While you can get big fast with steroids and other performance-enhancing drugs, you'll wreak havoc on your health. Natural muscle growth is a slower process that involves the proper strength-training routine and diet. How fast you'll see muscle gain depends largely on your body type and how well you adhere to your training regimen.
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Following a high-volume strength-training program and consuming enough calories will help you build muscle fast.
Concept of Muscle Building
Before you learn how to build muscle fast, you need to understand how you build muscle. Muscle growth is a product of your body responding to a stimulus in the form of resistance training. When you lift weights, you cause muscle damage. In the recovery period, your body repairs the muscle damage and then adapts, getting stronger and building more muscle to more easily handle future load.
To encourage the most muscle growth, the amount of stress on the muscles has to be optimal and that stress must be progressive, meaning that it continues to challenge your muscles to adapt. In addition, you must provide your body with the energy and raw material it needs to repair and build muscle tissue, so your diet must provide enough calories and sufficient amounts of the three macronutrients: protein, carbohydrate and fat.
Know Your Body Type
Your body type plays a starring role in how easily and quickly you put on muscle mass. It's primarily determined by genetics, so you can't do much to change it — but you can use it as a guide to tweak your diet and training program and set realistic expectations. People typically fall into one of three body type categories: ectomorphs, mesomorphs and endomorphs.
Ectomorphs are small framed and skinny with low muscle mass. Ectomorphs find it difficult to gain weight and put on muscle. They have a high metabolism, which means they need to eat more calories.
Mesomorphs have the classic athletic body type. Mesomorphs respond well to strength training and put on well-defined muscle mass easily. However, they gain fat more easily than ectomorphs, so they need to monitor their calorie intake.
Endomorphs are short with stocky builds and higher body fat compositions. Endomorphs gain muscle easily, but they also easily gain fat. They have slower metabolisms and find it difficult to lose fat.
Set Realistic Expectations
No matter what type of body you have, you can gain muscle mass, but you should set realistic expectations about how much and how quickly. Mesomorphs can put on a good amount of muscle quickly, and they can easily burn fat to get cut. Endomorphs can also build a lot of muscle quickly, but they'll have a harder time seeing definition.
Ectomorphs, often referred to as "hardgainers," will take longer to see gains. In addition, people with smaller frames won't be able to put on as much muscle mass as people with larger frames because their bodies simply can't support it, according to strength and conditioning coach Eric Bach.
Enjoy Your Newbie Gains
The good news is, no matter your body type, you can expect to see results quite quickly when you're first starting out. Assuming you eat and train right, beginners can put on up to 1.5 percent of their total body weights in lean muscle mass per month in the first year, Bach reports.
After that, gains slow to about 0.5 to 1 percent of total body weight for intermediate lifters in year 2 and 0.25 to 0.5 percent for advanced lifters in year 3 and after.
Get the Right Calorie Balance
Using newbie gains to your advantage means getting your calorie intake dialed in. This can take some time and adjustment. Since there is no one right number for everyone, you can only start with a best guess, then tweak it based on your results.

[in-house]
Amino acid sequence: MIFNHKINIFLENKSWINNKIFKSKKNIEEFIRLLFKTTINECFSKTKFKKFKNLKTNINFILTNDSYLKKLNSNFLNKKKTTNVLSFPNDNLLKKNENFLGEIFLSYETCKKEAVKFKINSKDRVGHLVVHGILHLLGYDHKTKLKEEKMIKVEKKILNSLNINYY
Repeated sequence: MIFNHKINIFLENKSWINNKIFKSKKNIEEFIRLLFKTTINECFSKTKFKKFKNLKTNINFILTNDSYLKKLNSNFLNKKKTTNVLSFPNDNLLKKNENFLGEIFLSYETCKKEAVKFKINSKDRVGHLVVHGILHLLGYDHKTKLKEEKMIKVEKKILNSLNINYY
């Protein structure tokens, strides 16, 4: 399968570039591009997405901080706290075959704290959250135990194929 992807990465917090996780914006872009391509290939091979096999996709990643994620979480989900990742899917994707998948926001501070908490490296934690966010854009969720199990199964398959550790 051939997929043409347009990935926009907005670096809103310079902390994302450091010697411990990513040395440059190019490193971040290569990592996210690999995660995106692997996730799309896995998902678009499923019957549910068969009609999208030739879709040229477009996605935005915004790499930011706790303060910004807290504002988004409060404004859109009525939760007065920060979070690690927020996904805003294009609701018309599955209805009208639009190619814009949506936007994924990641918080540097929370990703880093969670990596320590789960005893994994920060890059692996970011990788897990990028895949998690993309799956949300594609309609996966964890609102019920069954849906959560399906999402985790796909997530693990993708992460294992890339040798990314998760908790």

You first need to determine how many calories you need each day to maintain your weight. That's a rather complex number based on a lot of factors, including genetics, age, sex and activity level — so, again, an estimate is all you can possibly hope to start with unless you want to pay for expensive laboratory testing.
According to Legion Athletics, the average 160-pound male who gets about three to four hours of exercise per week needs around 2,240 calories per day to maintain his weight. More active males need more calories, while less active males need fewer calories. If you are strength training for gains, you can count yourself in the "more active category," meaning you might need closer to 2,400 calories each day.
Create a Calorie Surplus
To gain weight, you need to add roughly 500 calories to that daily goal — probably not as much as you thought. That's about the number of calories in an extra shake or a peanut butter and jelly sandwich.
A lot of people think they need to be downing gainer shakes and gallons of milk each day to put on mass, but your body can only use so many calories at one time — the rest turn into fat. To avoid gaining fat in addition to lean muscle mass, you have to be careful not to consume too many calories.
On the other hand, eating too few calories can lead to stalled gains and muscle loss. Start by adding those 500 calories to your daily diet; if, after a few weeks you are not putting on muscle, increase your calories slightly — by about 250. If you are gaining fat, decrease your calories slightly. Continue to tweak your intake until you find the sweet spot for optimal muscle gain without fat.
It's not just how much you eat, but what you eat. Consuming the right proportions of protein, carbs and fats can make a big difference in how fast you build muscle.
Pack in Protein
Protein makes up all the tissues of your body, including muscle tissue. Your body uses the protein you eat to repair muscle tissue damage and build new muscle. So it's crucial to get enough. But how much?
According to a 2018 review in the Journal of the International Society of Sports Nutrition, your daily goal should be between 1.6 and 2.2 grams per kilogram of bodyweight per day. For a 160-pound person, that works out to 116 to 160 grams of protein per day. To give you an idea of how much protein that is, there are about 135 grams of protein in 22 large eggs or 15 ounces of chicken breast.
That's quite a bit of protein to take in over the course of the day. If you split it up between three meals, that's 40 to 53 grams of protein per meal. But that's not the best way to consume protein for muscle building.